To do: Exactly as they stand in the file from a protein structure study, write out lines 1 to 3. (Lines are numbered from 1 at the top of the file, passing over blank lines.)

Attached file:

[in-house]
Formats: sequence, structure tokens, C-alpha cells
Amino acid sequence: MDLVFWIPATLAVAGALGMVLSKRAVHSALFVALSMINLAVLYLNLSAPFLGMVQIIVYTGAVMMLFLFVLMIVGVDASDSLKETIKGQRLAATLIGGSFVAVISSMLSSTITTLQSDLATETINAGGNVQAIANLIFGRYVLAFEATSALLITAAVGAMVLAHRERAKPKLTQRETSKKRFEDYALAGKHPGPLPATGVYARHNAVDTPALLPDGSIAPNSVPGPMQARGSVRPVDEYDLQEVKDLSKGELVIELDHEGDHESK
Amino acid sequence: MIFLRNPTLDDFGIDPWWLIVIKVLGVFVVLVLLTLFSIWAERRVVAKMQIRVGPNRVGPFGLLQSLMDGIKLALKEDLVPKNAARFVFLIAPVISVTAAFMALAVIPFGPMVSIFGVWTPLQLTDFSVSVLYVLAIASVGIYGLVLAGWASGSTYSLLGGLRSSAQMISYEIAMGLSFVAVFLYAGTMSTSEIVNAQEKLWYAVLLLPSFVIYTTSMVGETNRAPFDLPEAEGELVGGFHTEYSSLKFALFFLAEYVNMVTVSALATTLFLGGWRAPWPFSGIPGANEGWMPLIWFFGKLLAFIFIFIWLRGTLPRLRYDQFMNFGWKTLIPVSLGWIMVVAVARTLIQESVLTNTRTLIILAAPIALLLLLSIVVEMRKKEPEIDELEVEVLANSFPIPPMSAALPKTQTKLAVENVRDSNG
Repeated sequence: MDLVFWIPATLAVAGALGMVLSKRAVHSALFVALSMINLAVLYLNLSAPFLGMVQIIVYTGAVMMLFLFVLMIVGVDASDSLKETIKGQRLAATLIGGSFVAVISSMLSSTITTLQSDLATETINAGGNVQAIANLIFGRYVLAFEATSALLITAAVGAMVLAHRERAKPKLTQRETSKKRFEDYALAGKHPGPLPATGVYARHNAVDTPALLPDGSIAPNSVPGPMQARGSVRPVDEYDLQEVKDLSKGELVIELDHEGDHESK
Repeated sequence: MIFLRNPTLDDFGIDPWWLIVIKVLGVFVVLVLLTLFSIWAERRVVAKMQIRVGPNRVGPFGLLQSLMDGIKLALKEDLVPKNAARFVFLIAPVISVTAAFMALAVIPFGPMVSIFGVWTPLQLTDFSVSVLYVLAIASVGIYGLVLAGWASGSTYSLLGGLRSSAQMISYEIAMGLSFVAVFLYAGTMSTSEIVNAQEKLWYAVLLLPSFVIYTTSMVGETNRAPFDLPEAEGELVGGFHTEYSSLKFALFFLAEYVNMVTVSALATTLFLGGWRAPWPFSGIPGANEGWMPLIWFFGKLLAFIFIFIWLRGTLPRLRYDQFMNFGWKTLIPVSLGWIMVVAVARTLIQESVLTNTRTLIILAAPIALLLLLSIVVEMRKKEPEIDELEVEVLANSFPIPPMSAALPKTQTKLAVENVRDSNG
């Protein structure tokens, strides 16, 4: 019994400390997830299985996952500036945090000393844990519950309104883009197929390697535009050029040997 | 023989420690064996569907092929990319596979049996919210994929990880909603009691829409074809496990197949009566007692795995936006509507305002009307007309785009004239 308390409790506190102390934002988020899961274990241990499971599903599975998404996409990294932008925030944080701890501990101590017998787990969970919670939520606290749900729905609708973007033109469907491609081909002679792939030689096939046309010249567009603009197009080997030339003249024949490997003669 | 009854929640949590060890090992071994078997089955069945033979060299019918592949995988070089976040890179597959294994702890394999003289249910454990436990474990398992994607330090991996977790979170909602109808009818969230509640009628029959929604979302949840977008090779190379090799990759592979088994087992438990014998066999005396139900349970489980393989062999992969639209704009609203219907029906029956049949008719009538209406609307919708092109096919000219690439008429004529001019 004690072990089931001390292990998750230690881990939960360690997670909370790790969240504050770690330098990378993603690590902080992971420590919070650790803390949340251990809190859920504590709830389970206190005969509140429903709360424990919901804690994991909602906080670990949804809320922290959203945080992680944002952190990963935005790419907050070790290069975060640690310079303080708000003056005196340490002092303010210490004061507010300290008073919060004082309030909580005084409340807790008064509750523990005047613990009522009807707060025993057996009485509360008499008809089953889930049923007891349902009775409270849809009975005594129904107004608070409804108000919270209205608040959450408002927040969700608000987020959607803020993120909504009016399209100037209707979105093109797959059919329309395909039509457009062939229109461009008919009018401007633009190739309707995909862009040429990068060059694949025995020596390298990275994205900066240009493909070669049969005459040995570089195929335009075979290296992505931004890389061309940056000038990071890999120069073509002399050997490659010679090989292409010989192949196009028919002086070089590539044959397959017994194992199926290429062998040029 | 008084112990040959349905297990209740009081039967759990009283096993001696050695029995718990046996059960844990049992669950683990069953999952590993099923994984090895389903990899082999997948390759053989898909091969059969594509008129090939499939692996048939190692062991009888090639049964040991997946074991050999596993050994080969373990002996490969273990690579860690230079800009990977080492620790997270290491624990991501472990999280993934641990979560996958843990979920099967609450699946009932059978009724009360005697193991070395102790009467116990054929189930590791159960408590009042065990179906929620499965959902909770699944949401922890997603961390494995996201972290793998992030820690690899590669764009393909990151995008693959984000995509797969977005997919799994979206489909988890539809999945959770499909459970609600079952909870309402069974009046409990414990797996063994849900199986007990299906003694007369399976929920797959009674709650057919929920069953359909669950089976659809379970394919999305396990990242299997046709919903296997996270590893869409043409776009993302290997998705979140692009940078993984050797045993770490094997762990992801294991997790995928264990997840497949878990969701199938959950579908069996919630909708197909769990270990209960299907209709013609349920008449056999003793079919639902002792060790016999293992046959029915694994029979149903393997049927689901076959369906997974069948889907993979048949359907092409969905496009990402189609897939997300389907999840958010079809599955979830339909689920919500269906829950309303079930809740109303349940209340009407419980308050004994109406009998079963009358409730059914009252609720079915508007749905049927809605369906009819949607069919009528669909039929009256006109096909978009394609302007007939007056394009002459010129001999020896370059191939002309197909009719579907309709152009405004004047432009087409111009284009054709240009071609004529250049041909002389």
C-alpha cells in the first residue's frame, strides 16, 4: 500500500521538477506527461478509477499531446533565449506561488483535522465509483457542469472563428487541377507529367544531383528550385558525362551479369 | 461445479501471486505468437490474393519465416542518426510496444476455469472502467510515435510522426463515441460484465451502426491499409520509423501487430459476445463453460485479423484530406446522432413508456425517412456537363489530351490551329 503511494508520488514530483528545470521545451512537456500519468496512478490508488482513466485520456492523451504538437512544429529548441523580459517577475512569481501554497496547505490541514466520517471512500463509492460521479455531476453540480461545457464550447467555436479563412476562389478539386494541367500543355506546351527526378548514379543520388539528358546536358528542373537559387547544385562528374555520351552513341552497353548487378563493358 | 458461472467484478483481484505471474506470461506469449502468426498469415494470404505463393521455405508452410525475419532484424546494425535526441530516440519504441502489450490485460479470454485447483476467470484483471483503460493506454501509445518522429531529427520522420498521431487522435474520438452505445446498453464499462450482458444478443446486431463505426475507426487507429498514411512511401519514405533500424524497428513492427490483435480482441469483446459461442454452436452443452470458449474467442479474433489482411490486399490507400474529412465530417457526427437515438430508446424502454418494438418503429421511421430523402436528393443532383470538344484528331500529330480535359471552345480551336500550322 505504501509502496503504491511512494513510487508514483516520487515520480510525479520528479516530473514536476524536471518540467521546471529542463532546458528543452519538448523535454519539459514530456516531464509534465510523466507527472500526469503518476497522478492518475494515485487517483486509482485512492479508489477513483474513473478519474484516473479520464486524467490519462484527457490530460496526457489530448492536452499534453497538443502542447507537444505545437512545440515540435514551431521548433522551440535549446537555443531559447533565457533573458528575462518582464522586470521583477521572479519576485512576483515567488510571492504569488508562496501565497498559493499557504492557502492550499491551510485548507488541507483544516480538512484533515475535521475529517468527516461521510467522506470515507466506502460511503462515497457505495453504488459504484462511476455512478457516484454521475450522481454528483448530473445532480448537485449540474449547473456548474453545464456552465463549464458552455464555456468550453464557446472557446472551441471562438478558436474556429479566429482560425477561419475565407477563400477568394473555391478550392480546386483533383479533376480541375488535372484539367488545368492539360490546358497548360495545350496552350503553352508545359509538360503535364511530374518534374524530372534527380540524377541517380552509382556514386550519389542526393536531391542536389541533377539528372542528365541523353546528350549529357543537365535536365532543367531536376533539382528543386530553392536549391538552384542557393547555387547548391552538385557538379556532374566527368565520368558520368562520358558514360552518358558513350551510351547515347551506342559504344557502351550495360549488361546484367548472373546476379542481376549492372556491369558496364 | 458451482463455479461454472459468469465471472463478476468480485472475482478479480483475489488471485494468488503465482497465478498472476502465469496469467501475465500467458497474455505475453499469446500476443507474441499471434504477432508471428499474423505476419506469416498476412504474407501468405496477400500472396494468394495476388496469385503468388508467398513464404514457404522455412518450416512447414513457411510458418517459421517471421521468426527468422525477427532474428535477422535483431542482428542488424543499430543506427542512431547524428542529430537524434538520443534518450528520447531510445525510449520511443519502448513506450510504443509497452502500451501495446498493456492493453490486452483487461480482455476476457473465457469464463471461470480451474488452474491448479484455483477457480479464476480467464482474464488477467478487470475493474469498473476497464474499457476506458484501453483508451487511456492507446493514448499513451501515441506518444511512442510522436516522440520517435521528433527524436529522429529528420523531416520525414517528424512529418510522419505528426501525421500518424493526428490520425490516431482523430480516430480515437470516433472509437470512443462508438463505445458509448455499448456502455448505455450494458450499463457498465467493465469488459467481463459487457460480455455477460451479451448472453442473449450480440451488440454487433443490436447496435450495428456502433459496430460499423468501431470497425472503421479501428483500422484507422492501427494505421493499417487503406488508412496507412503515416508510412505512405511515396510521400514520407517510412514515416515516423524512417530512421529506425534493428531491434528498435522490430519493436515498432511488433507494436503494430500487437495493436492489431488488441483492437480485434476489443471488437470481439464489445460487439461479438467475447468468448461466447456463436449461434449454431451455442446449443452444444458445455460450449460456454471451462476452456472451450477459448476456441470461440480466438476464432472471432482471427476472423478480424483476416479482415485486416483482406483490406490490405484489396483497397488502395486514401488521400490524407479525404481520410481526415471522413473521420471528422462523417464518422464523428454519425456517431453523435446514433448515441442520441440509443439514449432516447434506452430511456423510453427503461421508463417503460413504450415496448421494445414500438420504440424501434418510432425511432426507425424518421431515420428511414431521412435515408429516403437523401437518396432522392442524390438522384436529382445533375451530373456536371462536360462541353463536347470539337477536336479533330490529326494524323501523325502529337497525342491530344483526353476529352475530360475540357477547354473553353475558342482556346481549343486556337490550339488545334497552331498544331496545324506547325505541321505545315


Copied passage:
[in-house]
Formats: sequence, structure tokens, C-alpha cells
Amino acid sequence: MDLVFWIPATLAVAGALGMVLSKRAVHSALFVALSMINLAVLYLNLSAPFLGMVQIIVYTGAVMMLFLFVLMIVGVDASDSLKETIKGQRLAATLIGGSFVAVISSMLSSTITTLQSDLATETINAGGNVQAIANLIFGRYVLAFEATSALLITAAVGAMVLAHRERAKPKLTQRETSKKRFEDYALAGKHPGPLPATGVYARHNAVDTPALLPDGSIAPNSVPGPMQARGSVRPVDEYDLQEVKDLSKGELVIELDHEGDHESK